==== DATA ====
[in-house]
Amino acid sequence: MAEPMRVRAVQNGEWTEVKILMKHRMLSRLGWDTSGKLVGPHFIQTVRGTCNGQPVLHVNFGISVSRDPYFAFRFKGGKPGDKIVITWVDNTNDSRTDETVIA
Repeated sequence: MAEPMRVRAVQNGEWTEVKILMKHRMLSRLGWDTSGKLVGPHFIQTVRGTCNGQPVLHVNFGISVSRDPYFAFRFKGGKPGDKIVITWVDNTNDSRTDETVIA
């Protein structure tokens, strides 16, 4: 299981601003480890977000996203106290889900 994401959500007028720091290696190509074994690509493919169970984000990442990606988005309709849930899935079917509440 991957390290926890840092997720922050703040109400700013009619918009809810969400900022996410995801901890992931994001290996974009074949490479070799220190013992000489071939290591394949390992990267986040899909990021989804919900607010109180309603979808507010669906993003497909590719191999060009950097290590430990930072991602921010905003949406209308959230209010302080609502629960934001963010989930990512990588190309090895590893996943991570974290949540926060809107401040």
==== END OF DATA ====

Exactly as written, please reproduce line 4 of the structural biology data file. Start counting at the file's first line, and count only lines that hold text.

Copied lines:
């Protein structure tokens, strides 16, 4: 299981601003480890977000996203106290889900 994401959500007028720091290696190509074994690509493919169970984000990442990606988005309709849930899935079917509440 991957390290926890840092997720922050703040109400700013009619918009809810969400900022996410995801901890992931994001290996974009074949490479070799220190013992000489071939290591394949390992990267986040899909990021989804919900607010109180309603979808507010669906993003497909590719191999060009950097290590430990930072991602921010905003949406209308959230209010302080609502629960934001963010989930990512990588190309090895590893996943991570974290949540926060809107401040």